Tuesday, August 15, 2023

Affirmative action in Brazilian universities: guest post by Inácio Bó

 Recent legislation in Brazil addresses university admissions with affirmative action that targets multiple characteristics that individuals may have (in different combinations), namely income, ethnicity, and the type of institution at which they studied. Early attempts to implement such a system produced undesirable outcomes, but recent legislation, informed by market design, is on the path to correcting this. Below, Inácio Bó brings us up to date:

Guest blog post by Inácio Bó

For many decades, Brazilian’s federal universities were—and still are— the top higher education institutions in the country. They had, however, a contradictory combination of circumstances: all of them were public-funded and tuition-free, but their students were overwhelmingly from a minority white higher socio-economic class. In response to that, in 2012 congress passed legislation mandating affirmative action in the access of all such institutions.

Orhan Aygün and I were at that time classmates pursuing our PhD in economics at Boston College. We spent days and weeks looking at the details of the structure of the rules for implementing the law, trying to better understand it. While working on some examples, we noticed that there could in principle be situations that were at odds with the intended objective of the law. Under some circumstances, black and low-income candidates would be rejected from positions where white and high-income candidates would be accepted, despite the former having higher entry-level exam grades than the latter. This  would be an outcome that goes in the opposite direction from the intended objective of helping black and low-income students attend these institutions.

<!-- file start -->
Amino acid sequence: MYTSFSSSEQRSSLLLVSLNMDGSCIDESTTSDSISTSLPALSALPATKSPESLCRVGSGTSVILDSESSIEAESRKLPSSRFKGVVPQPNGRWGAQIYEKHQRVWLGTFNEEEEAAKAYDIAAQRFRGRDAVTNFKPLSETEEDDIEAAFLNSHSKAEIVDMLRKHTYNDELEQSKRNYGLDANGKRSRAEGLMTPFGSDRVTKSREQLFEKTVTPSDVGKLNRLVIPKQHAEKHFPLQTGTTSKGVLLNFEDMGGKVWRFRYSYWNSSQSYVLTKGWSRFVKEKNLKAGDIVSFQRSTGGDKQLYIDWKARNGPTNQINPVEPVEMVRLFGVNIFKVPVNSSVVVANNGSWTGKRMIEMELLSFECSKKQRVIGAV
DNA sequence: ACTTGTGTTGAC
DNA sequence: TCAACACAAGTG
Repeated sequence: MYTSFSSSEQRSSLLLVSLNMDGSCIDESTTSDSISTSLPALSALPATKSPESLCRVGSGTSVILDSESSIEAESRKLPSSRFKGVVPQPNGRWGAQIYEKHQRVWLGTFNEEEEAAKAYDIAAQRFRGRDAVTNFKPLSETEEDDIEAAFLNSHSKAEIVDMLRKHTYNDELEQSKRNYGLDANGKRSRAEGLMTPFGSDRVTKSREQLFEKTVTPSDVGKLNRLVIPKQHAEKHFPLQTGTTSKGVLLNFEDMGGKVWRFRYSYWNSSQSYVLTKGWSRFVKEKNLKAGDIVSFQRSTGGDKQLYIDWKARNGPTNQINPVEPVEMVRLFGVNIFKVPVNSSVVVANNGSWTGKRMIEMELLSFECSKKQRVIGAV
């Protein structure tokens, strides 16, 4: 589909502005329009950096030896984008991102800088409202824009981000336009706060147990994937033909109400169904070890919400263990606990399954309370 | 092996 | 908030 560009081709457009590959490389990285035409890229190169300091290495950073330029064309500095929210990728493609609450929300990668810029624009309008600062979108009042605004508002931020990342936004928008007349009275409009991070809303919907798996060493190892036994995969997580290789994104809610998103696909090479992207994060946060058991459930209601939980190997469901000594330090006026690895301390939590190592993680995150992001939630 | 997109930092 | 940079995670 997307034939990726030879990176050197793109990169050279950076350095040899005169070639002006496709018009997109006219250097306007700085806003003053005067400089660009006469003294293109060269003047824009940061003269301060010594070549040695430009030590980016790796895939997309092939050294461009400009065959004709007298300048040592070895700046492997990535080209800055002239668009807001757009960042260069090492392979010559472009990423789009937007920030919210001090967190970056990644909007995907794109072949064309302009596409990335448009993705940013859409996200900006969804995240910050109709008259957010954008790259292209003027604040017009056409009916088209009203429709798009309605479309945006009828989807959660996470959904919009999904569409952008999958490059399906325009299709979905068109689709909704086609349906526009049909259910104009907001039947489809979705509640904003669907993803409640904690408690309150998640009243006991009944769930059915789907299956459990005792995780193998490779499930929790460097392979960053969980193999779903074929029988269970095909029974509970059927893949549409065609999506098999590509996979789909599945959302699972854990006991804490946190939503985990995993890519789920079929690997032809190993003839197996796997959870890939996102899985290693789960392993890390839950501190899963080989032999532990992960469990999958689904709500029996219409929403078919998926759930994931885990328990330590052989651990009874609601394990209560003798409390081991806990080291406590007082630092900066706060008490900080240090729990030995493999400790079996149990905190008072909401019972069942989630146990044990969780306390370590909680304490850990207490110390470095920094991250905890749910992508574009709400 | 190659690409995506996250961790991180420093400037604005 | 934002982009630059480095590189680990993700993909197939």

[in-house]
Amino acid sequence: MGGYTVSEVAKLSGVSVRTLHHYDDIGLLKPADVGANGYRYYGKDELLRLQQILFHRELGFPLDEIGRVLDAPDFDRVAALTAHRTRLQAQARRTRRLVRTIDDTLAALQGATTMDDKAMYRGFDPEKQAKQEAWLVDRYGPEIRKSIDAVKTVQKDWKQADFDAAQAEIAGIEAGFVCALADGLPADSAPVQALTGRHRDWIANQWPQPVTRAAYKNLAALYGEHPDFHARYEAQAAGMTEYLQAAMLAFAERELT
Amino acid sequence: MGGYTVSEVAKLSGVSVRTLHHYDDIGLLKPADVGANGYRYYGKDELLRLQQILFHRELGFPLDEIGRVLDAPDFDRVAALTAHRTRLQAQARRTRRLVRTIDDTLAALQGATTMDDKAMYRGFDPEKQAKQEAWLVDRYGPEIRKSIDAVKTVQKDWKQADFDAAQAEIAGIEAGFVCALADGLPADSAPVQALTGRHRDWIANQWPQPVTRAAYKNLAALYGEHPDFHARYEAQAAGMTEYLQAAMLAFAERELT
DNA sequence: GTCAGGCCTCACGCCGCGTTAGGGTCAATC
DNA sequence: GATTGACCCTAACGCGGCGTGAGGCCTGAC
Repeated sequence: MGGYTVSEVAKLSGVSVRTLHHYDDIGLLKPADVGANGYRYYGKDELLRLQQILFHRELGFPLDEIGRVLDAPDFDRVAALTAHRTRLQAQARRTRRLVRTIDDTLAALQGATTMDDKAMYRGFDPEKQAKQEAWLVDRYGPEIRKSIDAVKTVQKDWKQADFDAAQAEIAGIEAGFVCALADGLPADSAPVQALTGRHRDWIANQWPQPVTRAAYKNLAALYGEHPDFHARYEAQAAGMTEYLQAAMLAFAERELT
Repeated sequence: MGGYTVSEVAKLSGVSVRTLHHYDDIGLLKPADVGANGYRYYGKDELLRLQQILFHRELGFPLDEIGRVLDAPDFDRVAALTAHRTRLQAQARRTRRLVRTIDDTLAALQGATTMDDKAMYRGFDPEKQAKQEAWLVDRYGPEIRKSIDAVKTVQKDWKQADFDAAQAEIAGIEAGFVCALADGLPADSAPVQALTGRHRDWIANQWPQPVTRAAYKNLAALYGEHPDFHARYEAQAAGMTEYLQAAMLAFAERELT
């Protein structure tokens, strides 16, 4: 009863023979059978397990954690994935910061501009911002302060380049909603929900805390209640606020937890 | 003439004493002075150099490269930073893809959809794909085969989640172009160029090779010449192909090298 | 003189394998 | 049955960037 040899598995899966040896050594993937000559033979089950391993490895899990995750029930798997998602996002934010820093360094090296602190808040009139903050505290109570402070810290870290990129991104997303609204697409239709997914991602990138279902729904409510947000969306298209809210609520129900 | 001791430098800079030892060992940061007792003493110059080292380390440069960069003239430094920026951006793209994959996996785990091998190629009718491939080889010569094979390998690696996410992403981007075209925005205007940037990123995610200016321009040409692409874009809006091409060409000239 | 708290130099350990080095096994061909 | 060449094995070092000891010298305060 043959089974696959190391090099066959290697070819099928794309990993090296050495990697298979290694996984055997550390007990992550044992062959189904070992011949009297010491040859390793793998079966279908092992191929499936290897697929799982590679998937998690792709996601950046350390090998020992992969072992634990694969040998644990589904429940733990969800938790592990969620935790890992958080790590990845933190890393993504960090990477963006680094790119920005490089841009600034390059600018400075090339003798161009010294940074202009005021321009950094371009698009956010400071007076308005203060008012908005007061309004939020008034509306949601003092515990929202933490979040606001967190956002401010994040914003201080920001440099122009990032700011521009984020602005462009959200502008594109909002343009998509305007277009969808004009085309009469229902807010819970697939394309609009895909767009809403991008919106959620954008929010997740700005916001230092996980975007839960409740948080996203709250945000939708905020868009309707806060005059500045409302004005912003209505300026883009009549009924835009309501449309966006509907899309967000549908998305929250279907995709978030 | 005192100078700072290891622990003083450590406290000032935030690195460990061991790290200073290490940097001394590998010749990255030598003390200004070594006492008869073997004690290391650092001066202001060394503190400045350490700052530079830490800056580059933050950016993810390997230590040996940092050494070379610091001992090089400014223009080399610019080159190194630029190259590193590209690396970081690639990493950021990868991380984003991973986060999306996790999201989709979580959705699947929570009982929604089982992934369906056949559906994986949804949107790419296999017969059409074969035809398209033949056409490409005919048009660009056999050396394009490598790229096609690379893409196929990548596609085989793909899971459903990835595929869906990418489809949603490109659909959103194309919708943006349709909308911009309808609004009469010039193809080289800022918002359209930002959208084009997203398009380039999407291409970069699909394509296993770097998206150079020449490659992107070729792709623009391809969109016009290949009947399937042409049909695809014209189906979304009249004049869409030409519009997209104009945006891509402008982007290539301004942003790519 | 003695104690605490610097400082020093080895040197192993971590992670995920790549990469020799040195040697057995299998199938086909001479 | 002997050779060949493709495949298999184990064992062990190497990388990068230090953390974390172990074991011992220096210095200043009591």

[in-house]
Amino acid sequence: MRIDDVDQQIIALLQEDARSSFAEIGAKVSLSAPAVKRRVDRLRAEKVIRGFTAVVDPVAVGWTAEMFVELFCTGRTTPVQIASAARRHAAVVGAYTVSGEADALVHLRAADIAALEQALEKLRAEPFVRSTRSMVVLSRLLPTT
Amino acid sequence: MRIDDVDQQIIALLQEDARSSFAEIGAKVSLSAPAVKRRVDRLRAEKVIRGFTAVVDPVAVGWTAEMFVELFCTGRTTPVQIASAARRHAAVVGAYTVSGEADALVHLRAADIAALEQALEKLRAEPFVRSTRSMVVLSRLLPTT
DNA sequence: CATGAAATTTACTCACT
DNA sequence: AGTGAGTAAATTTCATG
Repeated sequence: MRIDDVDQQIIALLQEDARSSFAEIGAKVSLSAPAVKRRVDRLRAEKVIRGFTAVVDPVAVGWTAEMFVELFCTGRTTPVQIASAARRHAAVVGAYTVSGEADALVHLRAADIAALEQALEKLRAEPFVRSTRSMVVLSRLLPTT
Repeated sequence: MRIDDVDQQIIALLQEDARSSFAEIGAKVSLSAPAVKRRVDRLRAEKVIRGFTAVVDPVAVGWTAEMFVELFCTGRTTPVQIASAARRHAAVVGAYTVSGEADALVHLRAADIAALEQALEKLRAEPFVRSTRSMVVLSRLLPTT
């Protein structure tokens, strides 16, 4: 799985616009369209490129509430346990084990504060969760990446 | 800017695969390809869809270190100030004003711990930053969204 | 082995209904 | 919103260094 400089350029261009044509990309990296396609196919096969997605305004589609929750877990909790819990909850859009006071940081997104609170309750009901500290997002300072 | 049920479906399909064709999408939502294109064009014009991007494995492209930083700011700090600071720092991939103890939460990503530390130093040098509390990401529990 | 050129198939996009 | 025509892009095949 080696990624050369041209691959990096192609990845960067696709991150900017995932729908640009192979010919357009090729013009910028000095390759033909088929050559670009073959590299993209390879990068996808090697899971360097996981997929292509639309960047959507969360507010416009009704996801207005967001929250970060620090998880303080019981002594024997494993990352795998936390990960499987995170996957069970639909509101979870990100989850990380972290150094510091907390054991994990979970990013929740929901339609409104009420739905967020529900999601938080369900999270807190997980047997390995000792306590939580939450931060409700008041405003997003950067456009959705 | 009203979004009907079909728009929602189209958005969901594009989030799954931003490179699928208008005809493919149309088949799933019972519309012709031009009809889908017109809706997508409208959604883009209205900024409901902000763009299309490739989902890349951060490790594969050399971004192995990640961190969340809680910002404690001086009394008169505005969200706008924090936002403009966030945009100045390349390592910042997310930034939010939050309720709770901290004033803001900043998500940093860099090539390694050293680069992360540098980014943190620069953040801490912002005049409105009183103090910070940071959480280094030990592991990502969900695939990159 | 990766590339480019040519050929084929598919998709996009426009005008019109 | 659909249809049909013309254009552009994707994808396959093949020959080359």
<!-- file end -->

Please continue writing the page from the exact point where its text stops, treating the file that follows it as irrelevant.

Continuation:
The reason for this problem lies on the method used for implement the affirmative action law in the universities. Seats in each program in each university were split into groups of seats, including “open seats”, “black candidates”, “low-income candidates”, and “black and low-income candidates”. When applying for a program, a candidate would choose one of the alternatives for which she is eligible. The top candidates among those applying for each set of seats, ranked by their grade in a national exam, would be accepted. This method might, however, result in different levels of competition for different seats in the same program, resulting for example in tougher requirements for acceptance for “black and low-income” candidates than for “black” candidates, even if on average low-income candidates have lower grades overall.

In a paper published in the AEJ:Micro in 2021 (Aygün, Orhan, and Inácio Bó. 2021. "College Admission with Multidimensional Privileges: The Brazilian Affirmative Action Case." American Economic Journal: Microeconomics, 13 (3): 1-28.), we showed how this problem can be solved while still satisfying the text and spirit of the affirmative action law in Brazil with small changes in the way by which candidates are selected. (The idea is to order slot-specific priorities so that candidates with protected characteristics can compete for all of those slots for which their characteristics qualify them.) The paper also shows “smoking gun” evidence that these “unfair rejections” were taking place, showing that programs where the cutoff grades for acceptance for each subset of seats were compatible with these rejections constituted almost half of the programs offered across the nation.

While the article gained praise in the academic economic community, our hopes that it would reach the policymakers in Brazil were initially dashed. Despite having the chance of personally visiting the Ministry of Education in 2015 for two weeks, my attempts to talk with those in power were unsuccessful, and people to whom I explained some of our findings deemed its contents “critical of the government”.

 Especially in light of the political developments that took place in Brazil in the years that followed, I had mostly moved on from my hopes of seeing the changes we proposed being implemented.

Things started to change, however, around May of 2022. The staff from the office of representative Tábata Amaral, who is a prominent young politician with a focus on education, were having talks with Ursula Mello, now a professor at the Department of Economics at PUC-Rio in Rio de Janeiro, about some aspects of the affirmative action law related to her work. Given her knowledge about the AEJ:Micro paper, Ursula suggested that I join the discussions. A meeting where this happened even ended up in the press (https://www1.folha.uol.com.br/educacao/2022/05/pesquisadores-defendem-novo-algoritmo-no-sisu-para-nao-prejudicar-cotistas.shtml).